Finally, while most readers of the book will be community college educators and administrators, similar personnel at four-year institutions as well as policymakers would benefit from reading this book to learn more tips and strategies to promote student success. The guided pathways model complemented by high quality curriculum maps, greater course structure, fewer degree choices, and more student support has the potential to reform community colleges while staying true to the commitment of educating all students in the local community at a reasonable cost. Redesigning America’s Community Colleges: A Clearer Path to Student Success is a timely, well-researched book that should be read and discussed in light of the national call for community college reform. The goal of providing students direction and support to efficiently complete community college in a timely and cost effective manner is admirable and evident throughout the book.


Cite This Article as: Teachers College Record, Date Published: September 08, 2015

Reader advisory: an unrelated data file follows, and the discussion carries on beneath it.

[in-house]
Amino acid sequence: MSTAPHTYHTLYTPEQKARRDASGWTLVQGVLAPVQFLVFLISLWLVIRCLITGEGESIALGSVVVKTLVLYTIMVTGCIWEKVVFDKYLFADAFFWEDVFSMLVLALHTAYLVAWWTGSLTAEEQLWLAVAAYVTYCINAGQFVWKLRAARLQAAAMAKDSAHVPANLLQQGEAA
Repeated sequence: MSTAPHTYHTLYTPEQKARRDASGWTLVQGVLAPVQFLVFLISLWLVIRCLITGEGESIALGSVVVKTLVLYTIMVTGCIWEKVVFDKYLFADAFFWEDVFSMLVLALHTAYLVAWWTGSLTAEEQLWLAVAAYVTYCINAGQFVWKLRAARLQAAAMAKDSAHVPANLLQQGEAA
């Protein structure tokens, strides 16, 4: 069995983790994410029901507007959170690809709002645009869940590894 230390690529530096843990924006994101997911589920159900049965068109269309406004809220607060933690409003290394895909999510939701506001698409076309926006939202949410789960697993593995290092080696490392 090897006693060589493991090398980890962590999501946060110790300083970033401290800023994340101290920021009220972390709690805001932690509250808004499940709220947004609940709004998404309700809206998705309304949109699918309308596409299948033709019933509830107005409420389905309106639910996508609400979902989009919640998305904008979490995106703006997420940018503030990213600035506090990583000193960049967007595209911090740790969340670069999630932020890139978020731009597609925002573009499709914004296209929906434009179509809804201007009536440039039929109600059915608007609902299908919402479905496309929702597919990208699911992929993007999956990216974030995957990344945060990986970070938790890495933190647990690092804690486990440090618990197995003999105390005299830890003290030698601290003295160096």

https://www.tcrecord.org ID Number: 18096, Date Accessed: 11/27/2021 6:47:51 PM

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About the Author
  • Thomas Cox
    University of Central Florida
    E-mail Author
    THOMAS D. COX, EdD, is an Assistant Professor of Higher Education and Policy Studies at the University of Central Florida in Orlando, FL. He teaches in and coordinates the M.A. in Community College Education. Previously, he founded the master’s program in adult and higher education at the University of Houston-Victoria, Houston, TX. He has edited a book and co-edited another. Currently, he is active in researching the topics of adult learners within higher education contexts. He is currently the President of the Adult Higher Education Alliance (AHEA), a national organization committed to supporting adult learners within higher education contexts.
  • Laurie Campbell
    University of Central Florida
    E-mail Author
    LAURIO O. CAMPBELL, PhD, is an Assistant Professor of Personalized Learning at The University of Central Florida, in Orlando, FL. Previously, she was the director of Undergraduate Teacher education at Southern Methodist University in Dallas, TX. Currently, she is active in researching topics related to personalized learning and technology within varied learning contexts.